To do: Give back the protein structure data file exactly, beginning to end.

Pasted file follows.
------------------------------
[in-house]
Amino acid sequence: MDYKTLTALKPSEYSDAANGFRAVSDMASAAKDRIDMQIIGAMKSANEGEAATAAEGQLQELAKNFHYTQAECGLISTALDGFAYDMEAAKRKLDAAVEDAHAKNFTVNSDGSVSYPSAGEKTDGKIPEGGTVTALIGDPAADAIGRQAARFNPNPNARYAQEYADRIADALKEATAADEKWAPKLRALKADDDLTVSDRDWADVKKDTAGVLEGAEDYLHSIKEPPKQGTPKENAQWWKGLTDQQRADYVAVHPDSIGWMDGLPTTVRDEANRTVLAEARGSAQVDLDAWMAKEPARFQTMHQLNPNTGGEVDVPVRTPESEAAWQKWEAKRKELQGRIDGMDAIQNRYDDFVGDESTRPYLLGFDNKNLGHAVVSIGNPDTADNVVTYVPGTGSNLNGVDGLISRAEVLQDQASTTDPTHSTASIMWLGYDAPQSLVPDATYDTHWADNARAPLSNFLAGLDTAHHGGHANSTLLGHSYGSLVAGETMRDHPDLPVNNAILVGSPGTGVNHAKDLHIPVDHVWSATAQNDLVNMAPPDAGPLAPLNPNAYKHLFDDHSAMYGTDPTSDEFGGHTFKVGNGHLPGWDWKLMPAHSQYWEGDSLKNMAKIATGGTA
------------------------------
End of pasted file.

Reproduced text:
[in-house]
Amino acid sequence: MDYKTLTALKPSEYSDAANGFRAVSDMASAAKDRIDMQIIGAMKSANEGEAATAAEGQLQELAKNFHYTQAECGLISTALDGFAYDMEAAKRKLDAAVEDAHAKNFTVNSDGSVSYPSAGEKTDGKIPEGGTVTALIGDPAADAIGRQAARFNPNPNARYAQEYADRIADALKEATAADEKWAPKLRALKADDDLTVSDRDWADVKKDTAGVLEGAEDYLHSIKEPPKQGTPKENAQWWKGLTDQQRADYVAVHPDSIGWMDGLPTTVRDEANRTVLAEARGSAQVDLDAWMAKEPARFQTMHQLNPNTGGEVDVPVRTPESEAAWQKWEAKRKELQGRIDGMDAIQNRYDDFVGDESTRPYLLGFDNKNLGHAVVSIGNPDTADNVVTYVPGTGSNLNGVDGLISRAEVLQDQASTTDPTHSTASIMWLGYDAPQSLVPDATYDTHWADNARAPLSNFLAGLDTAHHGGHANSTLLGHSYGSLVAGETMRDHPDLPVNNAILVGSPGTGVNHAKDLHIPVDHVWSATAQNDLVNMAPPDAGPLAPLNPNAYKHLFDDHSAMYGTDPTSDEFGGHTFKVGNGHLPGWDWKLMPAHSQYWEGDSLKNMAKIATGGTA